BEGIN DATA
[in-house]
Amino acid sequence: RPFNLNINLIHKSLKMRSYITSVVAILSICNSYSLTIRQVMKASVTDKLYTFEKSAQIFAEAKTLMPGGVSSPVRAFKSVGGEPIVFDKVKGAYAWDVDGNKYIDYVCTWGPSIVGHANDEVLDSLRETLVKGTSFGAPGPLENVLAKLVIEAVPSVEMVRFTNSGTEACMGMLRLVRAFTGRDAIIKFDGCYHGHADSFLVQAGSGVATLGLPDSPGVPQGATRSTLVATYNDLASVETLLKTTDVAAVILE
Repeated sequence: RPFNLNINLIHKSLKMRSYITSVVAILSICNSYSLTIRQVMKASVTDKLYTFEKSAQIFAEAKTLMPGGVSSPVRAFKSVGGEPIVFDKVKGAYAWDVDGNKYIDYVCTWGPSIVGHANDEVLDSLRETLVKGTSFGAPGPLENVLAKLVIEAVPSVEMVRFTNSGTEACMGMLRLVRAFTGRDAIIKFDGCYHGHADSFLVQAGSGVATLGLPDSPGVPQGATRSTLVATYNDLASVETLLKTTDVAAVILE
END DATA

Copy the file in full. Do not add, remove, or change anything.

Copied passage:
[in-house]
Amino acid sequence: RPFNLNINLIHKSLKMRSYITSVVAILSICNSYSLTIRQVMKASVTDKLYTFEKSAQIFAEAKTLMPGGVSSPVRAFKSVGGEPIVFDKVKGAYAWDVDGNKYIDYVCTWGPSIVGHANDEVLDSLRETLVKGTSFGAPGPLENVLAKLVIEAVPSVEMVRFTNSGTEACMGMLRLVRAFTGRDAIIKFDGCYHGHADSFLVQAGSGVATLGLPDSPGVPQGATRSTLVATYNDLASVETLLKTTDVAAVILE
Repeated sequence: RPFNLNINLIHKSLKMRSYITSVVAILSICNSYSLTIRQVMKASVTDKLYTFEKSAQIFAEAKTLMPGGVSSPVRAFKSVGGEPIVFDKVKGAYAWDVDGNKYIDYVCTWGPSIVGHANDEVLDSLRETLVKGTSFGAPGPLENVLAKLVIEAVPSVEMVRFTNSGTEACMGMLRLVRAFTGRDAIIKFDGCYHGHADSFLVQAGSGVATLGLPDSPGVPQGATRSTLVATYNDLASVETLLKTTDVAAVILE